‘Black Sails,’ ‘Game of Thrones,’ ‘The Americans,’ And The Decline of Sex As A Cable Brand-Builders

Starz seems to have settled on explicit sex and violence as the keys to its brand precisely at the moment when the flagrant use of both of those elements in television drama has ceased to be a novel advantage cable held over the networks and started getting embarrassing, and not a little dull. And even though Spartacus, the franchise that perhaps made the best use of those elements in service of genuine ideas, has just finished its run on Starz, the network appears to be doubling down with Black Sails, a pirate show that’s being advertised as an opportunity for Michael Bay to move on up from showing Megan Fox arching her back to depicting actual lesbian sex and for Toby Stephens to get another crack at the American market after playing Fergus Wolfe in Possession didn’t exactly set his career on fire:

There’s a good show to be done about piracy. But it’s one that requires the showrunners to know as much about Caribbean governance, and economics—some privateering contracts guaranteed fair, consistent monthly wages and advance pay—social dynamics that gave pirates a certain amount of social capital in polite society as well as in island enclaves, slavery, and cooperative organizing as about how to make a lady look fetching in a corset.

It’s notable that this season of Game of Thrones has—with the exception of this weekend’s scene in Littlefinger’s brothel—dramatically scaled down its use of nudity and scaled up its discussion of policy issues, from the ethics and efficacy of purchasing a slave army to the impact on Westeros of the particular people who have helped the country run up a sizable national debt. There was a sense in some of the commentary on the show last year that the prodigious use of nudity in both non-consensual scenes and situations involving prostitution was cheesy, a sop to less sophisticated viewers who might not otherwise be inclined to keep track of the show’s enormous roster of characters or engage with its big ideas about the morality of war. In other words, a clear distinction was emerging between adult drama and “adult” content. And in the show’s third season, characters have talked more about sexual assault and sexual experiences than we’ve actually seen on screen. How characters like Brienne of Tarth and Jaime Lannister respond to a threat of sexual assault, or how Tyrion Lannister interrogates Podrick Payne about his first sexual experience matters much more than watching their bodies in motion.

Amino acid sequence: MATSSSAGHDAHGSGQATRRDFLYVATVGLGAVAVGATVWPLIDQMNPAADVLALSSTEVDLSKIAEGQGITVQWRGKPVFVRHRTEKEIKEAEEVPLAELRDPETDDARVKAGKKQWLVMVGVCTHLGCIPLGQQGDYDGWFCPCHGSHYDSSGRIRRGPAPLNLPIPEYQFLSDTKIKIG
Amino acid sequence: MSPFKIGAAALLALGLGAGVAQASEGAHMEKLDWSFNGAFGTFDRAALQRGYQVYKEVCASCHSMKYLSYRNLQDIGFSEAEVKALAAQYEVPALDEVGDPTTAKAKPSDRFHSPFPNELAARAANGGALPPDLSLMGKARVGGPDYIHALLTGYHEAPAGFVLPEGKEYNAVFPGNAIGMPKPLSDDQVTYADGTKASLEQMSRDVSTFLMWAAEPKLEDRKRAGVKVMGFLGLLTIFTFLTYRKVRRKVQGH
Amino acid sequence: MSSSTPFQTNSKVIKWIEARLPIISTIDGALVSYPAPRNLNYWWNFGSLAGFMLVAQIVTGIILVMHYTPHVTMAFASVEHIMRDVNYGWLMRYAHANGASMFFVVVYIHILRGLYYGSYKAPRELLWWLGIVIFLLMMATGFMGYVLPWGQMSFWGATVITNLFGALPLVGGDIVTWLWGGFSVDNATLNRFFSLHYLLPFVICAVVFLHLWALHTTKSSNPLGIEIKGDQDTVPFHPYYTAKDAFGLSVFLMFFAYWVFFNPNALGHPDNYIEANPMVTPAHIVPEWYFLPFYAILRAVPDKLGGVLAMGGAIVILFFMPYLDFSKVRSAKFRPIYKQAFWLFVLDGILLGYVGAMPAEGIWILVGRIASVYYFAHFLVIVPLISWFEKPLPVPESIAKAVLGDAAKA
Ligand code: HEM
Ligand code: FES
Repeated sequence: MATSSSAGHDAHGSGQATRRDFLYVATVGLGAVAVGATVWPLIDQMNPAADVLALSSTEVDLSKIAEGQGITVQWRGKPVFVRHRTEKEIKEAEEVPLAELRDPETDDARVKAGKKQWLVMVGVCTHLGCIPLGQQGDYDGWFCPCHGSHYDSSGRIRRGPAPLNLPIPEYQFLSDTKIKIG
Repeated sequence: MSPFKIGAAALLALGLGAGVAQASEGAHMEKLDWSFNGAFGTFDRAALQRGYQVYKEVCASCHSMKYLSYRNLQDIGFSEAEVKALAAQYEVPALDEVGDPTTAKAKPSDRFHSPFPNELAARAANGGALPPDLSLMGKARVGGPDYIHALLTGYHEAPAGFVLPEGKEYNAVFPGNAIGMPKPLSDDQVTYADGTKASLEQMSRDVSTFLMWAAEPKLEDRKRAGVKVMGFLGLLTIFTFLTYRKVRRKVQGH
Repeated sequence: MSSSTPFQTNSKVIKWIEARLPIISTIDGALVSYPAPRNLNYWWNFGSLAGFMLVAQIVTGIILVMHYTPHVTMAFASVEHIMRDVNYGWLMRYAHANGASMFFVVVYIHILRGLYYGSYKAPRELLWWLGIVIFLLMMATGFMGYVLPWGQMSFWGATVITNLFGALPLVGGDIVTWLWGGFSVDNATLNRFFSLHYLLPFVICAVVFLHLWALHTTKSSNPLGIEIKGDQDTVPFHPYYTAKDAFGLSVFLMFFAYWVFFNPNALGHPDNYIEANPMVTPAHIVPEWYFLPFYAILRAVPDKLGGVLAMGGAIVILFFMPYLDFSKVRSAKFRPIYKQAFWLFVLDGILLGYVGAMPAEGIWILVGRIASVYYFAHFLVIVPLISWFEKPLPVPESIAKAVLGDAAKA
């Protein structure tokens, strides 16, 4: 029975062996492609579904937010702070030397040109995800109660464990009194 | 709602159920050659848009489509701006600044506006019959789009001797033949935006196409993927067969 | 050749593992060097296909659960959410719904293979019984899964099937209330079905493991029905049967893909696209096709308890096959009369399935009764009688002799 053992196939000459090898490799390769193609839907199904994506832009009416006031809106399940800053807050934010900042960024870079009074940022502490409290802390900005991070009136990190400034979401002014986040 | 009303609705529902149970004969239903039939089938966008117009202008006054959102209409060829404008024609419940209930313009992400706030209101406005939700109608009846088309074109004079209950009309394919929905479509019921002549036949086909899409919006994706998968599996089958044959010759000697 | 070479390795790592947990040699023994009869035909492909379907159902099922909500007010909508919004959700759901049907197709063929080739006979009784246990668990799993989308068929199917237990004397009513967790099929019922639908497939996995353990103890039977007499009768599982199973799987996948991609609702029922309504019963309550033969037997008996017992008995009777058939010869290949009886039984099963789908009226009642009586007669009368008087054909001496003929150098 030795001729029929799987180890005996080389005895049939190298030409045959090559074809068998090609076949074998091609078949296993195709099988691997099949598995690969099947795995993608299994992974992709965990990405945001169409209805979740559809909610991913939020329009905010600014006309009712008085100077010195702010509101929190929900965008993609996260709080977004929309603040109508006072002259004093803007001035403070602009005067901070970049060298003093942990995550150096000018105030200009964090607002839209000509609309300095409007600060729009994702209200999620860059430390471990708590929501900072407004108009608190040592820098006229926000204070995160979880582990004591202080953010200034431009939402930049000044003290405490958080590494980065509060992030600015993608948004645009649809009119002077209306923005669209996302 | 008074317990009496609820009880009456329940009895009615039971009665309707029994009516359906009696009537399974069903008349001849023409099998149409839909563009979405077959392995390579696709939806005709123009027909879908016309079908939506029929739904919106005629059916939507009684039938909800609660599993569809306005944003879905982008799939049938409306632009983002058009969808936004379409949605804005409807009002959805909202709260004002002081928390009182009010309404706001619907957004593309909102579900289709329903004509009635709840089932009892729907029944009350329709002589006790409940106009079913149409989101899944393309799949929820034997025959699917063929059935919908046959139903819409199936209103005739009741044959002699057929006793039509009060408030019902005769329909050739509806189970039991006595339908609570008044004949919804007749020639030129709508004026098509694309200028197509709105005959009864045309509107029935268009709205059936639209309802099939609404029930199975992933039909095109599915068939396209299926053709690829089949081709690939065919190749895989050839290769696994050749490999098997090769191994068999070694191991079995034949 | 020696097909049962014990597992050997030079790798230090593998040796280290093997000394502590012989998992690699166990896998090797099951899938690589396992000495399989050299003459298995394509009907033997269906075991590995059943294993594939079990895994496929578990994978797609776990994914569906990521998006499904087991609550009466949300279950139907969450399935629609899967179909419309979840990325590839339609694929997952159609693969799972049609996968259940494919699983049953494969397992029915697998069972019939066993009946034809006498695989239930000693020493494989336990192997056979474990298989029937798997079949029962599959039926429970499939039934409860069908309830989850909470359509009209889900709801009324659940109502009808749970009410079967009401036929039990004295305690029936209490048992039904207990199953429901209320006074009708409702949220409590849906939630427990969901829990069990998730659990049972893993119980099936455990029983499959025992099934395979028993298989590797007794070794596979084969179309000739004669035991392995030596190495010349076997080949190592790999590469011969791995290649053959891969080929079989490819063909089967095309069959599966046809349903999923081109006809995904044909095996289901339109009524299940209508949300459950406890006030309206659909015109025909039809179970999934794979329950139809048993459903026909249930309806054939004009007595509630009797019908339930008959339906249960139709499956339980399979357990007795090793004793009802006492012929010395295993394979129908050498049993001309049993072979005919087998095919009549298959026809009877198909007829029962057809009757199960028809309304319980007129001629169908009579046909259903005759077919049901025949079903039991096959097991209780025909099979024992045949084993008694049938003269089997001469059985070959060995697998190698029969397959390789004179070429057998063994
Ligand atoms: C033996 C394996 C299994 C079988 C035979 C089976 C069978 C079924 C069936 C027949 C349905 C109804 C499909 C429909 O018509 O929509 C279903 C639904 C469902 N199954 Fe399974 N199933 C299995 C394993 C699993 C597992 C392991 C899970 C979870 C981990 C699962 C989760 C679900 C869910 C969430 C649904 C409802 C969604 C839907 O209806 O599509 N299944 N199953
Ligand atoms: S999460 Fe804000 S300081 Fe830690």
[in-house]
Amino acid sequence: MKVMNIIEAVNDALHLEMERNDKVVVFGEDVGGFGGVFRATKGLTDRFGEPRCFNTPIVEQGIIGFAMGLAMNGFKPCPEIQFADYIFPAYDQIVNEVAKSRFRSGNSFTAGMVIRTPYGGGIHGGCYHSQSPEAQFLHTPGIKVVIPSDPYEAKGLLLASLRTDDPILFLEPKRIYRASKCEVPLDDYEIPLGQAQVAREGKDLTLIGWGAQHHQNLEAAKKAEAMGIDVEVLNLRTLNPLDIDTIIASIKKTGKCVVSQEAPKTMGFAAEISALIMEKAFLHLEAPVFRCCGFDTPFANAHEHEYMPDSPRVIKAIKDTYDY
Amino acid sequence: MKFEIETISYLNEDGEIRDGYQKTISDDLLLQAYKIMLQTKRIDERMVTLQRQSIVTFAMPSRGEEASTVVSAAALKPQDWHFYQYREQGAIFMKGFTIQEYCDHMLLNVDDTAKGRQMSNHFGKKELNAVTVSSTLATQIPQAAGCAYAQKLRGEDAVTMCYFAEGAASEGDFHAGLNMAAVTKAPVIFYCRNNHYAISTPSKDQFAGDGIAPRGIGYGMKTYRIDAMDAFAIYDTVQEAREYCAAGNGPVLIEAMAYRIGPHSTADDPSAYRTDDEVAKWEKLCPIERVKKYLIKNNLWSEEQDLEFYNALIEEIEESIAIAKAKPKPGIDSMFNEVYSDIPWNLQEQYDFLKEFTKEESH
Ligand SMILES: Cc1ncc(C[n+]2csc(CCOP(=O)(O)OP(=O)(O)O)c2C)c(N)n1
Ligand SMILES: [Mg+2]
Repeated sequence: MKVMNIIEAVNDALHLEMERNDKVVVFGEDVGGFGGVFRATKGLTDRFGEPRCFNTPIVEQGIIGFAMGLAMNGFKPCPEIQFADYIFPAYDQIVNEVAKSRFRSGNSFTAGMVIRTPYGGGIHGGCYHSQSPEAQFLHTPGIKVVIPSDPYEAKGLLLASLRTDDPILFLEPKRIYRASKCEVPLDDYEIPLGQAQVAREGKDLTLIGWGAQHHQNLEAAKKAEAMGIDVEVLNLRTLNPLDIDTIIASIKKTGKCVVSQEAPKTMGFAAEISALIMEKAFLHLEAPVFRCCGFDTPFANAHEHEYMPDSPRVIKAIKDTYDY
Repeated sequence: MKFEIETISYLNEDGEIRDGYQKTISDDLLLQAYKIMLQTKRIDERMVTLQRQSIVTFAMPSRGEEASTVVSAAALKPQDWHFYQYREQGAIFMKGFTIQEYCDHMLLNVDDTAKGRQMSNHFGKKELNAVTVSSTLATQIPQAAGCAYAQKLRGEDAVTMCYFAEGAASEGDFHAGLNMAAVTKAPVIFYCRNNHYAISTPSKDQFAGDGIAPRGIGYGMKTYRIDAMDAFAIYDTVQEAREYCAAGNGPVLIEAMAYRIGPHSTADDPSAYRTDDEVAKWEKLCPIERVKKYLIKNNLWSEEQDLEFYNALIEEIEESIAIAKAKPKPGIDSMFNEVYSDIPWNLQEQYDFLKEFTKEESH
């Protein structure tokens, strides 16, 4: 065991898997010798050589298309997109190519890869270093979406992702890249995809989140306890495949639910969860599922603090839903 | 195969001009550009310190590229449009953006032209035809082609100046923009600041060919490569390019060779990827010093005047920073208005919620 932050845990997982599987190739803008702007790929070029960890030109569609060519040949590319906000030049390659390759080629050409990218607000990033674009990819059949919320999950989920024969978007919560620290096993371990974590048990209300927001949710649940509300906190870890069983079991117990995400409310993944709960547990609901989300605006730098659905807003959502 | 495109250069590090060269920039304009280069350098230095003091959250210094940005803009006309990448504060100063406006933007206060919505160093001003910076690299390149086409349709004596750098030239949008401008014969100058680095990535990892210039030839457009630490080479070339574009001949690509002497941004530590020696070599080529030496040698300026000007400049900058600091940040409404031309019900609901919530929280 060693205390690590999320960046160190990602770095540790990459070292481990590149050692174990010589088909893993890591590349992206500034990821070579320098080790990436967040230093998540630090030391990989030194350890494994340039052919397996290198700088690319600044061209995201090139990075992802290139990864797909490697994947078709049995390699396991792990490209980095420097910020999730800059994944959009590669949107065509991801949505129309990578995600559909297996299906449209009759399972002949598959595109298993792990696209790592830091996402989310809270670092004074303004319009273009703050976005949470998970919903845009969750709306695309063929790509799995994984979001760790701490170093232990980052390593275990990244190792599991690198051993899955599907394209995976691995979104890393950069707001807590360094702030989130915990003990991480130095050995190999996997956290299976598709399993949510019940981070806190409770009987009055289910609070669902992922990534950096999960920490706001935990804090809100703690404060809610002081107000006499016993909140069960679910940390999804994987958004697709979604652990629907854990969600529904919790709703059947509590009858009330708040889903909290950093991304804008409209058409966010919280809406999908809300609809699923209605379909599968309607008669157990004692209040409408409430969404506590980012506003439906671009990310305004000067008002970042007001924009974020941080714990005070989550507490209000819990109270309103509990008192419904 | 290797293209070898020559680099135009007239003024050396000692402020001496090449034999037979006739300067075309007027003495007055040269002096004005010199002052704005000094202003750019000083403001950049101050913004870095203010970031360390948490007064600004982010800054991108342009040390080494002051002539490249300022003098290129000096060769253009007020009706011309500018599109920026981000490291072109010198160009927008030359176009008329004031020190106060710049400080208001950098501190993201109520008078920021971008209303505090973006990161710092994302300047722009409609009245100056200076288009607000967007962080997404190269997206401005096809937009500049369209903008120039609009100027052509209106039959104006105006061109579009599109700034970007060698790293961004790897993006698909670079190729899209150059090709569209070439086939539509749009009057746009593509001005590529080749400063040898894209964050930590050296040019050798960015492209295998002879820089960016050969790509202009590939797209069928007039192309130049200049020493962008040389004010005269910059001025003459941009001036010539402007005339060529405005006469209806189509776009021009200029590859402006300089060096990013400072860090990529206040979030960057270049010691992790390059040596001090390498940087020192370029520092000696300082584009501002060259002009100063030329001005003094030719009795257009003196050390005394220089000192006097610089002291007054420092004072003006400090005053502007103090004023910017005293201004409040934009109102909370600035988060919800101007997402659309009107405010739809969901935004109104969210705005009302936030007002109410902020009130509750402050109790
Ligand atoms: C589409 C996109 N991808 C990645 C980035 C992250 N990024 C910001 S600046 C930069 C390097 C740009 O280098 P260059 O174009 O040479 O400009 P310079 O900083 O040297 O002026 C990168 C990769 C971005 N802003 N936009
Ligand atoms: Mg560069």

This is not to say that prestige drama is moving away from sex entirely, of course, but I do think we’re seeing in the best shows a sense that if you’re going to depict naked bodies or people having sex, there should be a narrative or character-building reason for that decision. The Americans features a considerable amount of fairly explicit sex, but those scenes are often deeply tied to ideas. When Elizabeth Jennings (Kerri Russell) has sex with her husband Phillip (Matthew Rhys), those scenes are often about her, newly revealed to be a sexual assault survivor, letting her guard down with a partner. By contrast, when she has sex with people who are her targets in espionage, whether they’re naive men overwhelmed by her oral sex skills, as was the case in the first episode, or dominants without a clear sense of boundaries who may be interested in inflicting real pain on her, as was the case in a later one, Elizabeth’s sexual contacts are often about her comfort managing risk and maintaining control even in situations that are potentially dangerous. When Phillip has sex with Martha, the FBI secretary he’s working into a source, his experiences with her vacillate between an attempt to find the comfort and affection he isn’t getting at home and self-flagellation.